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Clin Nutr. 2017 Aug;36(4):1158-1164. doi: 10.1016/j.clnu.2016.08.006. Epub 2016 Aug 13.

Determining the accuracy of predictive energy expenditure (PREE) equations in severely obese adolescents.

Author information

1
Division of Endocrinology, The Hospital for Sick Children, Department of Paediatrics, University of Toronto, Toronto, ON, Canada.
2
Division of Cardiology, The Hospital for Sick Children, Department of Paediatrics, University of Toronto, Toronto, ON, Canada.
3
Clinical Research Centre, The Hospital for Sick Children, Department of Paediatrics, University of Toronto, Toronto, ON, Canada.
4
Division of Gastroenterology, Hepatology and Nutrition, The Hospital for Sick Children, Department of Paediatrics, University of Toronto, Toronto, ON, Canada.
5
Division of Endocrinology, The Hospital for Sick Children, Department of Paediatrics, University of Toronto, Toronto, ON, Canada. Electronic address: jill.hamilton@sickkids.ca.

Abstract

BACKGROUND & AIMS:

Severe obesity in children and adolescents is now a serious global health concern. Accurate measurements of resting energy expenditure (REE) is a key foundation for successful obesity treatment. Clinical dietitians rely heavily on measured or calculated REE to tailor dietary interventions. Indirect calorimetry (IC) is the gold standard for measuring REE. However, predictive resting energy expenditure (PREE) equations are commonly used when IC is unavailable due to cost or practicality. PREE equations differ based on variables such as age, gender, weight, and height and selecting the most accurate PREE for an individual is crucial to avoid over or underestimation of energy requirements. Published studies investigating the accuracy of PREE equations in obese children and adolescents have reported inconsistent findings, which likely result from heterogeneity in the patient populations studied. Accordingly, this study aimed to (a) assess the accuracy of the published PREE equations in a group of severely obese (SO) adolescents using IC measurement, and (b) determine if there is a BMI threshold at which the PREE equations become less accurate.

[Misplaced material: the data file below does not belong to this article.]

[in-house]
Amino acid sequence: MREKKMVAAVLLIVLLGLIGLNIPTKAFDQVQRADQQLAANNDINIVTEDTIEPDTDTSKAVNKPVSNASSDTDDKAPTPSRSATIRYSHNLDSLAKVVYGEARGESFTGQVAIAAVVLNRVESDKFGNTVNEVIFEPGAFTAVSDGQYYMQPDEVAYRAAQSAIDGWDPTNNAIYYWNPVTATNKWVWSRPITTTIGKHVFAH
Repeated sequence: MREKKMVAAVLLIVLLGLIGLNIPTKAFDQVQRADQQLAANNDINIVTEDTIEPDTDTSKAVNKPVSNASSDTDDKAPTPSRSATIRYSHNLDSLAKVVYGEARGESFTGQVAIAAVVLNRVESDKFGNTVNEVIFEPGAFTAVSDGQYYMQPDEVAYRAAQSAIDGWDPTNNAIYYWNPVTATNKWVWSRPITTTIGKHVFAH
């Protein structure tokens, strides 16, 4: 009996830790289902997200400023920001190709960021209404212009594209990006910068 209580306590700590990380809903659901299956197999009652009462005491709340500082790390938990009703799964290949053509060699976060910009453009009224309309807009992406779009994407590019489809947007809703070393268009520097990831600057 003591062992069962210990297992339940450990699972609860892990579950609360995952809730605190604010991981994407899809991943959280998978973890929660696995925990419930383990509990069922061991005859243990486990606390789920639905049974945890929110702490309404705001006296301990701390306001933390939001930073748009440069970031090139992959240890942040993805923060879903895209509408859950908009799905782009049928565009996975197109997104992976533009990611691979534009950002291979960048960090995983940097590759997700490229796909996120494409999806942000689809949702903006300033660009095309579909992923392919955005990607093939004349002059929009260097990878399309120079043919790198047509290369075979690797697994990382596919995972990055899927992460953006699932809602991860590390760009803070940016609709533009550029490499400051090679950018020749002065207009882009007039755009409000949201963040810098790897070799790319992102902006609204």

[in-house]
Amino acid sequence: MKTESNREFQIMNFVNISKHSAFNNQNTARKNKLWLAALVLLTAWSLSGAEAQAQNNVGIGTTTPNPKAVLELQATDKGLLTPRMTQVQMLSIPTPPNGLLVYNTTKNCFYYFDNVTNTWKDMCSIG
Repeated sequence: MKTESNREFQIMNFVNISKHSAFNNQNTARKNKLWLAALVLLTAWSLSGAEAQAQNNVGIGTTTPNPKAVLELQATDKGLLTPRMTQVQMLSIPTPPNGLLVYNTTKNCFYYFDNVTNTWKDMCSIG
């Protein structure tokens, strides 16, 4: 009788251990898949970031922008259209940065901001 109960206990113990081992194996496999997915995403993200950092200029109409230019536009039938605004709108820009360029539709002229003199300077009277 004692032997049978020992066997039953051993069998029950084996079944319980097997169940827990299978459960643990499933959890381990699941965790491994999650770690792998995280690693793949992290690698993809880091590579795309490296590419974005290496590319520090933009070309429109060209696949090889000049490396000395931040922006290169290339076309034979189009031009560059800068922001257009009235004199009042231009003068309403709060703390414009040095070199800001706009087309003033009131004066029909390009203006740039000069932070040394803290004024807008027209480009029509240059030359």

METHODS:

SO adolescents were studied using IC. REE was calculated using nine commonly used PREE equations. Generalized linear regression equations were used to compare absolute and relative differences between calculated and measured REE (MREE) for each PREE equation. Accuracy was calculated as the percentage of subjects with PREE values within 10 percent of MREE.

RESULTS:

226 SO adolescents (mean ± SD age: 15.9 ± 1.9 years; weight: 126.9 ± 24.5 kg; BMI: 44.9 ± 8.1 kg/m2) participated. Mean MREE was 2163 ± 443 kcal/d. PREE calculated by the Mifflin equation was the only equation without a statistically significant bias compared to MREE (mean bias of -23 ± 307 kcal/d; p = 0.26). Mifflin was also the most accurate with 61% of individuals within ±10% of MREE. PREE equations accuracy was not associated with degree of BMI elevation (31-69 kg/m2).

CONCLUSIONS:

In adolescents with severe obesity, the Mifflin equation best predicts REE. This should be the equation applied when using PREE to optimize nutritional care in this population.

KEYWORDS:

Adolescents; Energy requirements; Indirect calorimetry; Obesity; Pediatrics; Predictive energy expenditure equations

PMID:
27612920
DOI:
10.1016/j.clnu.2016.08.006
[Indexed for MEDLINE]

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